One of the Island's most illustrious sons joined the Great Majority on Friday, October 30th, in the person of the Hon. William Cain, of South Yarra, Melbourne. The news came to the Isle of Man in a cablegram which was received on Saturday by Mrs Fargher, of Home Croft, Ballasalla, a sister of the deceased gentleman. Mr William Cain, who had attained the ripe old age of 83, was born at Ballasalla, his father being the late Mr Robert Cain, of Home Croft. Mr Robert Cain was in his day the most famous contractor in the Island. He carried out many public works, and in particular he was entrusted with the building of quays and piers at the various ports of the Island. That remarkably substantial and in its day very useful breakwater known at Fort Anne Jetty, which protects Douglas inner harbour, was constructed by him, and he also built the outer works in connection with Castletown harbour, and the fine pier at Derbyhaven. The Hon. William Cain left the Island in early manhood, and settled in the colony of Victoria, Australia. By calling he was a builder, and soon made his mark in Melbourne. Entering business on his own account the days when the now great city of Melbourne was in its infancy, he bore a prominent part in the building up and development of the capital of Victoria.. The sterling integrity of his methods, his sound judgment, and his mastery of the building trade in all its branches soon gained for him a foremost place among the men. who had most to do with placing Victoria in the front rank of Australian cities, and before attaining to middle age he had amassed considerable wealth and secured the complete confidence of his fellow citizens. He bore a prominent part in the political life of his adopted country, while he strenuously strove to order civic conditions in Melbourne in such fashion as to make the city a model not only for Australia but for the world. The handsome streets and magnificent squares and public buildings of Melbourne, together with the fine sanitary system obtaining, testify to the success which attended upon the labours of the band of pioneers of which he was a leading member. In early life he was honoured by election to the City Council, and in due course he attained to the proud position of Mayor of Melbourne, his mayoralty being remarkable for the progress which the city made under his guidance. Mr Cain also became a member of the Victorian Legislature, and was appointed to responsible posts in the Colonial Government. In other directions he took a very active part in Australian affairs, and his influence had much to do with the success of the movement which culminated in the federation of the Australian colonies. Throughout his career he always retained a warm affection for the Island of his birth and particularly for Ballasalla. He paid frequent visits to the Island, the last taking place a few years ago. In very generous fashion he gave financial assistance to schemes having for their object the betterment of his fellow Manxmen, and especially were his benefactions to Ballasalla handsome of character. He contributed liberally to the funds raised for the erection of the beautiful chapel-of-ease in Ballasalla, which is associated with Malew Parish Church, and he also subscribed largely to the fund for the erection of Ballasalla Wesleyan Church. The last good turn of importance which he did his native village consisted in the gift of the very striking and extremely useful Church House. In other ways he demonstrated his affection for his birthplace, and he frequently gave freely towards benevolent movements in other parts of the Island. Ever was he ready to lend a helping hand to young Manx people who emigrated to Australia, and many of these have to thank him for the start of a successful life. He was elected patron of the recently formed Manx Society in Melbourne, and so recently as August 5th he wrote to Mr S. K. Broadbent, editor of the "Examiner," whom he had met in Australia, asking for aid and suggestions in connection with the formation- of a library of books relating to the Isle of Man, which he purposed presenting to the Society. His son, Mr Robert Cobbold Cain, is, by the way, first president of the Society.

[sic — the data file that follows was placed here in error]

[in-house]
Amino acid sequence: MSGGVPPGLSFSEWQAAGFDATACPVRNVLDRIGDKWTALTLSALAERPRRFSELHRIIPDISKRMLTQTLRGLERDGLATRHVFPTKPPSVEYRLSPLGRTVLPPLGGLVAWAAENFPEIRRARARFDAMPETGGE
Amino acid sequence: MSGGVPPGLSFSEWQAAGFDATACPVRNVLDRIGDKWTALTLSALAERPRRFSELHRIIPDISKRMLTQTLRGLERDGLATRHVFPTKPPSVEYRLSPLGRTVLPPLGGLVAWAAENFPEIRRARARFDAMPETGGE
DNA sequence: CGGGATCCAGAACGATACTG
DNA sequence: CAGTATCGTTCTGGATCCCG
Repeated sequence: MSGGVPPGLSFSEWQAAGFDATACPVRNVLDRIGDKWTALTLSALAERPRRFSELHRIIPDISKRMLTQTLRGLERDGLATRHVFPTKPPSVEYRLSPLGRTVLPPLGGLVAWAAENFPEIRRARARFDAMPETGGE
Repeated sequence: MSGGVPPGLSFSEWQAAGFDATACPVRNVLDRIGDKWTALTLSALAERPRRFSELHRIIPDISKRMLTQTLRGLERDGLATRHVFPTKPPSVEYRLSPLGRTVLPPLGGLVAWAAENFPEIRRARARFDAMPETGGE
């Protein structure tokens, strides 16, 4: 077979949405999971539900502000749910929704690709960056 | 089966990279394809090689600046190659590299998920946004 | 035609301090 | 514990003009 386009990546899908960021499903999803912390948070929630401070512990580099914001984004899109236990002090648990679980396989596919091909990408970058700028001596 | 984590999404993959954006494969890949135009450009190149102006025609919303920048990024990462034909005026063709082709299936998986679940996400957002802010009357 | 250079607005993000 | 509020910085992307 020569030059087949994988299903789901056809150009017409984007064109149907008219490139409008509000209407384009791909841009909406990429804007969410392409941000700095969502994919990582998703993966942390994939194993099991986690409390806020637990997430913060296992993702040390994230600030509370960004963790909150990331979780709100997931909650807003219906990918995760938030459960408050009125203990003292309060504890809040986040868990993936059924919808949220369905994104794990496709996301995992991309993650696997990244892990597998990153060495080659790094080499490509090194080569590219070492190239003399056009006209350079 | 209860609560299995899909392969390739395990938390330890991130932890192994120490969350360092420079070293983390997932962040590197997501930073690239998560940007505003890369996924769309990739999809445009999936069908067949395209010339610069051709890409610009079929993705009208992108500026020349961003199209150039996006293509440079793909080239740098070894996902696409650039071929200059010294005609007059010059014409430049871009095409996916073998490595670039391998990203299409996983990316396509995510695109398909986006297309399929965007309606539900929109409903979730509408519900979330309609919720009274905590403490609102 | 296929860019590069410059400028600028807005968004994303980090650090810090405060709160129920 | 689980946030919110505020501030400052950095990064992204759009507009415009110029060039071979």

After taking up his residence in Australia, the Hon. William Cain married a Miss Gobbald, who survives him; and there are several children of the marriage. The late Mr Cain had two younger brothers and three sisters. Of the brothers, Mr Robert Cain died young, while Mr Thos. Cain, who many years ago carried on a timber business in Castletown, subsequently proceeded to Australia. Only one of the sisters survives-Mrs Fargher (widow of the late Mr Thos. Fargher, of Ronaldsway), who now resides at Home Croft, Ballasalla. The other sisters were Mrs Karran, wife of the late Capt. Karran, and Mrs J. Taggart, widow of the late Mr John Taggart, who for many years was the leading agricultural auctioneer of the Island.